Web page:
The Act of 16th May 2019 amending the Labor Code Act and certain other legal acts, amends the provisions covering, among other things, discrimination in the workplace, mobbing or the issuing of employment certificates. The Act entered into force on 7th September, 2019 and will contain an open list of reasons for discrimination in the workplace.
To date, the list of reasons for discrimination in Poland has not been an open list, as, for example, the specific characteristics or types of discrimination were listed. Now, according to the intention of the legislator, the entire list of reasons will be an open list. In the currently applicable Article 113 of the Labor Code, which sounds similar to the one which will be in effect from 7th September, 2019, the phrase "and also as a result of ", which separated the discrimination criterion into the two seperate groups listed below, was omitted:
The legislator emphasizes that any discrimination in the workplace is unacceptable. This applies to sex, age, disability, race, religion, nationality, political beliefs, trade union membership, ethnicity, religious beliefs, sexual orientation and form of employment (i.e. definite or indefinite period of employment, full-time or part-time employment). The amendment to the Labor Code introduced by the President of the Republic of Poland provides for an open catalog of reasons for discrimination.
According to the Act, direct discrimination exists when, for one reason or another, an employee is or could be treated less favorably than other employees in a comparable situation. Indirect discrimination is a situation where, as a result of a seemingly neutral decision, the application of a specific criterion or a specific action taken, there is or potentially could be, unfavorable disproportions or a particularly unfavorable situation in relation to the entering into or termination of an employment relationship, employment conditions, promotion or access to training, for all or a significant number of employees.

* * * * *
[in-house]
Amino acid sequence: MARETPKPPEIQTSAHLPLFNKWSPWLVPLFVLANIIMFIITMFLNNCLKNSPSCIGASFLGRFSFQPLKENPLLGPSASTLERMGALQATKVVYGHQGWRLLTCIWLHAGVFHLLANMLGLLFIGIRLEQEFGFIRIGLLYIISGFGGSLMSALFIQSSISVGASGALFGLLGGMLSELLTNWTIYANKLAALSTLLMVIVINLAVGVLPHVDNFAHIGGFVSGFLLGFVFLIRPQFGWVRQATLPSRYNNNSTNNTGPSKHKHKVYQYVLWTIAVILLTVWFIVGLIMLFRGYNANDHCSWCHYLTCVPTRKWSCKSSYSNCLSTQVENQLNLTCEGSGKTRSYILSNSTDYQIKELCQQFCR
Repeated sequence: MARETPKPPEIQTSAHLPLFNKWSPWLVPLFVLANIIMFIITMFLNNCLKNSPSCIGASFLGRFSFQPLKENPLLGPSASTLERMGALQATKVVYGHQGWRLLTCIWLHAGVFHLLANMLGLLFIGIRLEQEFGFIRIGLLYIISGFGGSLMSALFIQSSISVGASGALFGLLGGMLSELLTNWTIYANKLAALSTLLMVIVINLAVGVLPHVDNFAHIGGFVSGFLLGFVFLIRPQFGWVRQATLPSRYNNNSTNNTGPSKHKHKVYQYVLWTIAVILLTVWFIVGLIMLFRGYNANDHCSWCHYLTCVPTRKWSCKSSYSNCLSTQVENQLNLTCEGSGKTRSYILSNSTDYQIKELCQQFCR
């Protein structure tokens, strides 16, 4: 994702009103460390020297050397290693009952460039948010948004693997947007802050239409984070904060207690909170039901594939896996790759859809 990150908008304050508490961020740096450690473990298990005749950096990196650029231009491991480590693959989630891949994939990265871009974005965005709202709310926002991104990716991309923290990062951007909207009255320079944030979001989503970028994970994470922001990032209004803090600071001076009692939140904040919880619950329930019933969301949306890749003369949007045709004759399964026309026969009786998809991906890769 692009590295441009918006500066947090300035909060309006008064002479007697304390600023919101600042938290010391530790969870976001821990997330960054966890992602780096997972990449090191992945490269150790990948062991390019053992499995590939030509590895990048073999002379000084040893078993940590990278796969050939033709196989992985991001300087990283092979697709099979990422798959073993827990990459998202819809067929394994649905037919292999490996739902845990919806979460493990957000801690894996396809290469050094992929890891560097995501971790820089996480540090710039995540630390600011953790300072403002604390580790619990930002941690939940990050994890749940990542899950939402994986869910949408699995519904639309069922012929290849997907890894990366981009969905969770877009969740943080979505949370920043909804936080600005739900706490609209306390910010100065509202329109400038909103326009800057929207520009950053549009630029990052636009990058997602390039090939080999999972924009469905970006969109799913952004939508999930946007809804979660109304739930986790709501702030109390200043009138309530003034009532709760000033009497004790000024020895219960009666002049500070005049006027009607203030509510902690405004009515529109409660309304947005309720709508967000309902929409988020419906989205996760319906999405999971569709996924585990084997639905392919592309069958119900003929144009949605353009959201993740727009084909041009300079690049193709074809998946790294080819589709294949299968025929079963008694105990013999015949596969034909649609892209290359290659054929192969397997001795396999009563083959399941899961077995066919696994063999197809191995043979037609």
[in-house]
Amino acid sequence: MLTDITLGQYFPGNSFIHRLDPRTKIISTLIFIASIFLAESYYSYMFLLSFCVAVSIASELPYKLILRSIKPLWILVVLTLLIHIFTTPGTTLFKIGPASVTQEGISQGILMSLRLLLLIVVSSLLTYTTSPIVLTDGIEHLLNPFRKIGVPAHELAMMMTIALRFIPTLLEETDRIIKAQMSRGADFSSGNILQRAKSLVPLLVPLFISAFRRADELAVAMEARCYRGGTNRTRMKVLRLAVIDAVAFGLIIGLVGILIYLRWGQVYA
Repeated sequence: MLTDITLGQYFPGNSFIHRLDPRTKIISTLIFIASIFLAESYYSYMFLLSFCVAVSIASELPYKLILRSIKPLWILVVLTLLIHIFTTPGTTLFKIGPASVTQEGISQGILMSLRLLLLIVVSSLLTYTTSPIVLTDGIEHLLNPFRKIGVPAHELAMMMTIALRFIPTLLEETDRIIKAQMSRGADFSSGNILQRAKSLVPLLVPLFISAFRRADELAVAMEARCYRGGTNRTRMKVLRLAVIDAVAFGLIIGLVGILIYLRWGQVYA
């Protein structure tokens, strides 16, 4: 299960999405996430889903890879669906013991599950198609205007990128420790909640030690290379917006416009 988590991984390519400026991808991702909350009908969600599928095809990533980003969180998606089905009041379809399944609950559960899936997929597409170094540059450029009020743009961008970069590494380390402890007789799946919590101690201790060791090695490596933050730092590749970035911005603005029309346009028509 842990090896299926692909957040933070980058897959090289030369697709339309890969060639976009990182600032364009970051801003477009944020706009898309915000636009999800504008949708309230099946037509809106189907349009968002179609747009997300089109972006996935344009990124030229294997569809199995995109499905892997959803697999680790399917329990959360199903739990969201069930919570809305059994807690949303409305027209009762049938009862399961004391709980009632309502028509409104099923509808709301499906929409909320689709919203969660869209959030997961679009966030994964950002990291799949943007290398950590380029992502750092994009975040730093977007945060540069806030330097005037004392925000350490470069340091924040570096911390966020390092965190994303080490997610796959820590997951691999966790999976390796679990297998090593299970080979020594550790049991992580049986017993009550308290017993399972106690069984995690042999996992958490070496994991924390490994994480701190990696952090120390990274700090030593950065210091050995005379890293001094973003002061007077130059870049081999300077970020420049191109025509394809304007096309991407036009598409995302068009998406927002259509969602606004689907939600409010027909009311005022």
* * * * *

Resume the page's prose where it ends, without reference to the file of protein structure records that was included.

If an employee is discriminated against, he/she is entitled to compensation in an amount not lower than the minimum wage. When determining the amount of compensation, the type and intensity of the discriminatory action and its effects, shall be taken into account. This includes compensation for damage to tangible and intangible items.
The law makes a distinction between the terms "discrimination" and "unequal treatment". It should also be noted that not every violation of the principles of equal treatment is discriminatory, which means that not every employee treated differently can file a claim for damages against the employer. However, any discrimination at work is conidered unequal treatment.
The amended Act specifies that all employees should be treated equally when entering into and terminating an employment relationship. Equality should also be maintained with repect to employment conditions, promotions and access to training aimed at improving professional qualifications. Such equal treatment should be applied regardless of gender, age, disability, religion, sexual orientation or form of employment.
To date, the legal situation of persons who suffered unequal treatment in the workplace by their employer was not the same as the situation of other discriminated employees. From 7th September, 2019, the situation will be clearer. In the event of unequal treatment of employees for reasons that cannot be considered discriminatory, an employee may assert their rights through the courts and sue for compensation on the principles set out in the Civil Code.
Due to the lack of relevant regulations, or the inappropriate wording of some of the existing regulations, there are often cases of abuse, which usually have negative effects on the employee. In order to rectify these situations, the President of the Republic of Poland has taken a legislative initiative to protect employees against unequal treatment and discrimination.return